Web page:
Food Sharing App Tackles $1 Trillion Annual Wastage

OLIO co-founders Tessa Clarke and Saasha Celestial-One

A third of all the food produced in the world is thrown away. It represents an annual value of $1 trillion, and in the UK half the food wasted is in the home. It’s one of our planet’s greatest problems. There are millions of people who don’t have enough, deforestation to create grazing and arable land afflicts ecosystems for farmers to produce too much, and animal methane gases contribute to global warming and climate change.

Co-founders Tessa Clarke and Saasha Celestial-One knew each other from their MBA studies at Stanford Business School where they became firm friends. They hatched an idea to start OLIO in 2015, an app to connect neighbours with each other and with local businesses so surplus food can be shared, not thrown away. This can be fresh or packaged food nearing its sell-by date in local stores, spare home-grown vegetables, bread from a local baker, or the groceries left in the fridge when people go away.

They launched the OLIO app in 2015 and now have almost 25,000 volunteers operating in over 50 countries. We met with Tessa and she kindly agreed to share their story with us.

How did you first test for public support of your idea to engage the crowd in a breakthrough solution?

We carried out some market research using SurveyMonkey and we found that 1 in 3 people are “physically pained” about throwing away good food. We then set up a WhatsApp group with 12 people and found they were very enthusiastic about sharing food that would otherwise go to waste. From that we received incredibly valuable feedback and suggestions.

With the support of our first investor we built the MVP (minimal viable product) version of the app. And working like crazy, exactly 5 months after we’d incorporated the company (we were Mums on a mission with no time to spare!), we launched the app in the App Store on 9th July 2015, quickly followed by Google Play three weeks later. The very first version of the app was extremely basic, and could only be used in five postcodes in North London. But that didn’t matter, we were live and ready to bring food sharing to the world!

And what’s your growth been like since those early days?

We’re absolutely thrilled that we’ve now got 750,000 users plus 25,000 brand Ambassadors (volunteers) all over the world. And together they’ve shared over a million portions of food — which is the environmental equivalent of taking almost 3 million car miles off the road!

How do you cope with different food safety regulations on person-to-person food exchange in all these different countries?

Food safety and regulation is something we take very seriously. All the food redistribution undertaken by our “Food Waste Heroes” — who collect unsold food from local food businesses and share it via the app — is governed by an incredibly robust Food Safety Management System. And the neighbour-to-neighbour sharing is covered in our standard T&Cs.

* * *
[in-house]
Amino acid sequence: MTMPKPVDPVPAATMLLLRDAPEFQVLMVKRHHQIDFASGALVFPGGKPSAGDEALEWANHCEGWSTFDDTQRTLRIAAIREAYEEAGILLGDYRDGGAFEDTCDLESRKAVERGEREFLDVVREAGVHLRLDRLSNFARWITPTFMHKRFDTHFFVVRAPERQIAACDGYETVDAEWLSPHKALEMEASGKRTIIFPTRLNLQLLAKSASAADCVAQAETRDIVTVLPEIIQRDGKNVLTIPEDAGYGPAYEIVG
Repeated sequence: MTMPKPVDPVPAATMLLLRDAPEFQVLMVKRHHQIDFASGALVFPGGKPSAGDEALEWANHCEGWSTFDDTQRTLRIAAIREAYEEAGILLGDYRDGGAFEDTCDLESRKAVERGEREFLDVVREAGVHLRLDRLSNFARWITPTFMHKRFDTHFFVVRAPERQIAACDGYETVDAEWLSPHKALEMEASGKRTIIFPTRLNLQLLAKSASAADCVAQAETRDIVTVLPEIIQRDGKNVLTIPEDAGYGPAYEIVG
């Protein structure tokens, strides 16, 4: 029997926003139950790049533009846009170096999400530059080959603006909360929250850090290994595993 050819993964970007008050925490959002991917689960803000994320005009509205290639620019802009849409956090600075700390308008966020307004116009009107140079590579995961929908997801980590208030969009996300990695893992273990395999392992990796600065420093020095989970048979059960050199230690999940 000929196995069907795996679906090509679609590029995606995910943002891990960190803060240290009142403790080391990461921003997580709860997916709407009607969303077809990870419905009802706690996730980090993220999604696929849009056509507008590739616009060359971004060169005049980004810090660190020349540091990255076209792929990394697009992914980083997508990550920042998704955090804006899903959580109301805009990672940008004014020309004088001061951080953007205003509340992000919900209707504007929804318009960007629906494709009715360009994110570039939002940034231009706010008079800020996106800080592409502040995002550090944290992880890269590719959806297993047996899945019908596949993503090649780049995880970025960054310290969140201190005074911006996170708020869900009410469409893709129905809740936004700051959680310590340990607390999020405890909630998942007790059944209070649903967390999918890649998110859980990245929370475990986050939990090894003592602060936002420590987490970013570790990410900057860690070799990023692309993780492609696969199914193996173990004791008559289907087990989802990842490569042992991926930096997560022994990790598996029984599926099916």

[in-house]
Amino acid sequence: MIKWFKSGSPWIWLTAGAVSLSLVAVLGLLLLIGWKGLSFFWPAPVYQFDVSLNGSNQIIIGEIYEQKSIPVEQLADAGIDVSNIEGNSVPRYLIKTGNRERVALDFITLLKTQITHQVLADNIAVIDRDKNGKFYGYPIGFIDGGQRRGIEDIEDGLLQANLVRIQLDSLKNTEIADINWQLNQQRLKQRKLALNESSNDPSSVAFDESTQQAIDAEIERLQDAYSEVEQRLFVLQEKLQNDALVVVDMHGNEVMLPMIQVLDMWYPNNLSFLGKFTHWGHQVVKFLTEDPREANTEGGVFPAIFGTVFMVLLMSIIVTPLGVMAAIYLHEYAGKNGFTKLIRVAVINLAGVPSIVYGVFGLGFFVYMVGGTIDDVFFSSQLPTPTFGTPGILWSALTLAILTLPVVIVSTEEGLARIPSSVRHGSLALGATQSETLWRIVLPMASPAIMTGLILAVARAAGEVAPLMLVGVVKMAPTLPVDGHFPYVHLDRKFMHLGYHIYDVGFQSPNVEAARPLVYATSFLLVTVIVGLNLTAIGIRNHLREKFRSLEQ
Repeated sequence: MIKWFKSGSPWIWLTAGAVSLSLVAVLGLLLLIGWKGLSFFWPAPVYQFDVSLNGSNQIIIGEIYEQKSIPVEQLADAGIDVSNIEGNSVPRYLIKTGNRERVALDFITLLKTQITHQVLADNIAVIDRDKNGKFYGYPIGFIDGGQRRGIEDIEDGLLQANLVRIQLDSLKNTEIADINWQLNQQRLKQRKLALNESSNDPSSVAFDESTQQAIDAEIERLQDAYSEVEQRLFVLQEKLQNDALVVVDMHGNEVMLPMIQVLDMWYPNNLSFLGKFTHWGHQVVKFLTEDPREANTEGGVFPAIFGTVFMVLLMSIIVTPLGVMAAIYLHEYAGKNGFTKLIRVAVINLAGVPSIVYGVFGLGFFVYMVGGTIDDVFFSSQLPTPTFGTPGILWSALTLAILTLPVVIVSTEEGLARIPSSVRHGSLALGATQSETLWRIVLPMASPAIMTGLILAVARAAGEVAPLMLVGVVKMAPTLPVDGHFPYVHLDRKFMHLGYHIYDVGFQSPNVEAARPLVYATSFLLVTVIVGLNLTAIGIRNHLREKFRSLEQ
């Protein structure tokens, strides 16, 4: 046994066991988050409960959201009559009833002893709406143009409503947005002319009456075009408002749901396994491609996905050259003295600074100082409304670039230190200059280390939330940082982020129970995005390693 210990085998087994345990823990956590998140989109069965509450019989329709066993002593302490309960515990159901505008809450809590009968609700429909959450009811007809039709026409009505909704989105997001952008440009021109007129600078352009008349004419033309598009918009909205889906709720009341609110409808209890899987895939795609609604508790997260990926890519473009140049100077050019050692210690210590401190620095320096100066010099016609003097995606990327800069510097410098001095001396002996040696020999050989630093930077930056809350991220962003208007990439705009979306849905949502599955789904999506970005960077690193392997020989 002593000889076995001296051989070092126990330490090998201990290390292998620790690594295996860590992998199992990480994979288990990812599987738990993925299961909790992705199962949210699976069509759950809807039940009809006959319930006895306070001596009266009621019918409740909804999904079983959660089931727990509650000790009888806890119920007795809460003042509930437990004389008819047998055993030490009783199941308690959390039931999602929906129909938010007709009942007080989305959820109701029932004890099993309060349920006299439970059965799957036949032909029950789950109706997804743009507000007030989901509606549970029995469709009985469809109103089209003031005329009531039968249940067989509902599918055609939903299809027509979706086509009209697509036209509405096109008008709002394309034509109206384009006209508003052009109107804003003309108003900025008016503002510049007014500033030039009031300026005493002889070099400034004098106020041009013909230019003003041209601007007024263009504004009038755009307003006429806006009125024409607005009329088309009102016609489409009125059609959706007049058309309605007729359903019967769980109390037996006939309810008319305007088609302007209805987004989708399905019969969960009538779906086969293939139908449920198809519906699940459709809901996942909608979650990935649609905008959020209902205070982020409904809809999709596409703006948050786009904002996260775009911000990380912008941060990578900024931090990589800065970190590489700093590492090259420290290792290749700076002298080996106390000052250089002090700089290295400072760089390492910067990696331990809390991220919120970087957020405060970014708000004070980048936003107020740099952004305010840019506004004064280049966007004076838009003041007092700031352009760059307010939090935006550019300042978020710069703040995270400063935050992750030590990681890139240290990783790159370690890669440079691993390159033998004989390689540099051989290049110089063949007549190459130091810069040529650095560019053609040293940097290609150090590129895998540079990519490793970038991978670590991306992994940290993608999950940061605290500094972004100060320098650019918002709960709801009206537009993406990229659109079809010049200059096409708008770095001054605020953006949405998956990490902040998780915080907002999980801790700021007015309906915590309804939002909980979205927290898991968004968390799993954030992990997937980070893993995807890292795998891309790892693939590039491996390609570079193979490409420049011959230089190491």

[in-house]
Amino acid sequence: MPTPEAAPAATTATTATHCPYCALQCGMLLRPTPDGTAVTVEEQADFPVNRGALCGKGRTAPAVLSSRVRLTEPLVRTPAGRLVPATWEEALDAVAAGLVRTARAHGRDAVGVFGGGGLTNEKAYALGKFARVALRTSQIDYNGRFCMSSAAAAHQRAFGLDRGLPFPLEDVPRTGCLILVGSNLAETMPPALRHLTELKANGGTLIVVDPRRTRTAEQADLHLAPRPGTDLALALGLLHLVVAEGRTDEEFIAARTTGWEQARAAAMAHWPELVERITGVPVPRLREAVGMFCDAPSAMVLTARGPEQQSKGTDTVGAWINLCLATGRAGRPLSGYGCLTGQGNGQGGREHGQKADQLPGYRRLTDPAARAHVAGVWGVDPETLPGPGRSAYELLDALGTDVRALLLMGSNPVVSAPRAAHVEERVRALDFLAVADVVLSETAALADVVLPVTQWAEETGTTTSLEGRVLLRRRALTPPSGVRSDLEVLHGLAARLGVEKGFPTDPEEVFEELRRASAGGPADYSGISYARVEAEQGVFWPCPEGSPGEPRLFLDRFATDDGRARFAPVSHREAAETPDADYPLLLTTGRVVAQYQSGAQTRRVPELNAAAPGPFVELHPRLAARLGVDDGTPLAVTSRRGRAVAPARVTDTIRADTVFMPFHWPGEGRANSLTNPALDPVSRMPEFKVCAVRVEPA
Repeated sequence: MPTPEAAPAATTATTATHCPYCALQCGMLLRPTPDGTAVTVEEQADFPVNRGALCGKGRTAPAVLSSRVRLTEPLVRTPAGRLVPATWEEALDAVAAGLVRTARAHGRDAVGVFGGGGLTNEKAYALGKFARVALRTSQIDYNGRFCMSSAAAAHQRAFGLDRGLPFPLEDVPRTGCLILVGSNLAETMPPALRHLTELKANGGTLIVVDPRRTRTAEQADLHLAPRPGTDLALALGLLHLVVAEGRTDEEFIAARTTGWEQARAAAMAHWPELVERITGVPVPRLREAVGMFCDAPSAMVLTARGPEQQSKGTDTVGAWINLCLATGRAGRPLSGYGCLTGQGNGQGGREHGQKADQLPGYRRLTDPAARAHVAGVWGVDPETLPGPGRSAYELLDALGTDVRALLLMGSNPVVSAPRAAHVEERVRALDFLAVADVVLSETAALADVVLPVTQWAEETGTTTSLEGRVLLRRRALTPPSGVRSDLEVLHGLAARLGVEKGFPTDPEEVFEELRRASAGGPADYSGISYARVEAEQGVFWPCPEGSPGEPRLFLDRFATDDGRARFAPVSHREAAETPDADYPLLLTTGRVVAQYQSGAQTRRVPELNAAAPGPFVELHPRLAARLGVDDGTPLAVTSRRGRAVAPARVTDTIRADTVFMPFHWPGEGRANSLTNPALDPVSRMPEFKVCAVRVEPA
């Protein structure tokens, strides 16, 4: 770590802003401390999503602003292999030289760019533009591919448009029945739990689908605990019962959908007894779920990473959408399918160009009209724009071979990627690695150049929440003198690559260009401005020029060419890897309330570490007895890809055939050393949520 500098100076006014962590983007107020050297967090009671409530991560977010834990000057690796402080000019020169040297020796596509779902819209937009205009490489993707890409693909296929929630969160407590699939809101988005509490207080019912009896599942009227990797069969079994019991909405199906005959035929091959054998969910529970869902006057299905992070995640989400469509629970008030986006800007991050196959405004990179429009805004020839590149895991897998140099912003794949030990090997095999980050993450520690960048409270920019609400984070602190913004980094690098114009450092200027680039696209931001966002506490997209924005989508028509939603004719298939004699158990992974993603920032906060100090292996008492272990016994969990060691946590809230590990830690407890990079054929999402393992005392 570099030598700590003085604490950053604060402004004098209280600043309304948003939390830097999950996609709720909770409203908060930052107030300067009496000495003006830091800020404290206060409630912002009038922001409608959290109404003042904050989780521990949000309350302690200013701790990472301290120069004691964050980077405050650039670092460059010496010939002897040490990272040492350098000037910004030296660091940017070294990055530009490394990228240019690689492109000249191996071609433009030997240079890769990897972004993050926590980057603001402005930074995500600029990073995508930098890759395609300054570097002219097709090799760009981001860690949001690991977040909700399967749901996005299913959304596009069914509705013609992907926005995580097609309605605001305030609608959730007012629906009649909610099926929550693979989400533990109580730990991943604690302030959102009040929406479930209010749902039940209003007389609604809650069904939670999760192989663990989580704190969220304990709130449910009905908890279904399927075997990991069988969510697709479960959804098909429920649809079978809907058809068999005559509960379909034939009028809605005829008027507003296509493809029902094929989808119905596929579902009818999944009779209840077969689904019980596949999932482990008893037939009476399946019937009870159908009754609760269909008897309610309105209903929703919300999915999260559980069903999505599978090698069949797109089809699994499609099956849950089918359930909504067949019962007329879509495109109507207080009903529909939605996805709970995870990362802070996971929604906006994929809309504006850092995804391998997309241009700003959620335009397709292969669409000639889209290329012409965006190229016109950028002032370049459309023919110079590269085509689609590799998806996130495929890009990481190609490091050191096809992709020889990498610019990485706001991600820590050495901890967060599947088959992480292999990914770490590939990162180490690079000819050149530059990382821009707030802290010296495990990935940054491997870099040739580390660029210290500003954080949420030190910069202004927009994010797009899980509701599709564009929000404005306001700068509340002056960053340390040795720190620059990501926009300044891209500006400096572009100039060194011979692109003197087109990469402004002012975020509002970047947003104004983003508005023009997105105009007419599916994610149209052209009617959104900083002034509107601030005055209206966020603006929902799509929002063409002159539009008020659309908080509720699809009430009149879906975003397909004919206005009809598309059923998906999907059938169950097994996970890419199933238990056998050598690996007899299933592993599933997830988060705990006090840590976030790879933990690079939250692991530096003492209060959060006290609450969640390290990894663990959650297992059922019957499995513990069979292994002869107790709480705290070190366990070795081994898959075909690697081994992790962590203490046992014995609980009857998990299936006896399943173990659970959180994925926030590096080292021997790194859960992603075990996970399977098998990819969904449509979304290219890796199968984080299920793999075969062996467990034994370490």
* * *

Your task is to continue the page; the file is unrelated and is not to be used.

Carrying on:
You’ve already mentioned a “first investor.” What was it like, raising funding to be able to dedicate yourselves to OLIO and make it grow?

Our very first investor was Simpleweb, who are a development agency in Bristol, and they absolutely loved the problem we are trying to solve and so wanted to partner on it. That enabled us to get the first version of the app built. Since then we’ve raised three rounds of equity financing, and each one has been very different — our latest round was a $6m Series A round led by Octopus Ventures this summer. Fundraising is always challenging, but incredibly rewarding once completed. It’s been quite a sobering experience being a female-founded startup team — because only 2% of VC funding last year went to female founded startups.

How does OLIO make money?

OLIO generates revenues by charging businesses for the service we provide via our Food Waste Heroes Programme to enable them to have zero edible food waste stores. Businesses are increasingly recognising that it’s no longer acceptable to be throwing away perfectly good food — their customers don’t like it, and their employees don’t like it either.

Is there ever a clash between volunteers helping for free and the OLIO founders want to make money?

Our volunteers understand that OLIO needs to have a sustainable business model, and therefore generate revenues, to be able to continue to exist and have the incredible impact we’re having. So they’ve been some of our biggest supporters as we’ve started to monetise.

Your growth rate has been really impressive. What marketing have you used?

Our Ambassadors have definitely been at the heart of our growth. We’ve also had some amazing bursts of new users whenever we’re featured on television, or in the App Store. Press has been useful for reinforcing the brand and credibility although it doesn’t drive immediate downloads. In terms of paid advertising, Facebook and Google have been most effective.

What are your plans for the future?

We have an unashamedly bold ambition for the future — in 10 years’ time we want a billion people to be using OLIO. When we raised our Series A funding this summer, it enabled us to double the size of our team and so now we’re really accelerating our growth.

Thank you Tessa, your story is so inspiring. I’m sure all the CSW community wishes you good luck with your plans for future growth.

About the author: Clive Reffell is an independent crowdfunding adviser based in London, UK helping SMEs and startups with general marketing issues and to get investment-ready for a successful crowdfunding project, whether donations-for-rewards or equity based. He has been working with Crowdsourcing Week on content sourcing and creation since May 2016.

Originally published at crowdsourcingweek.com on December 4, 2018.

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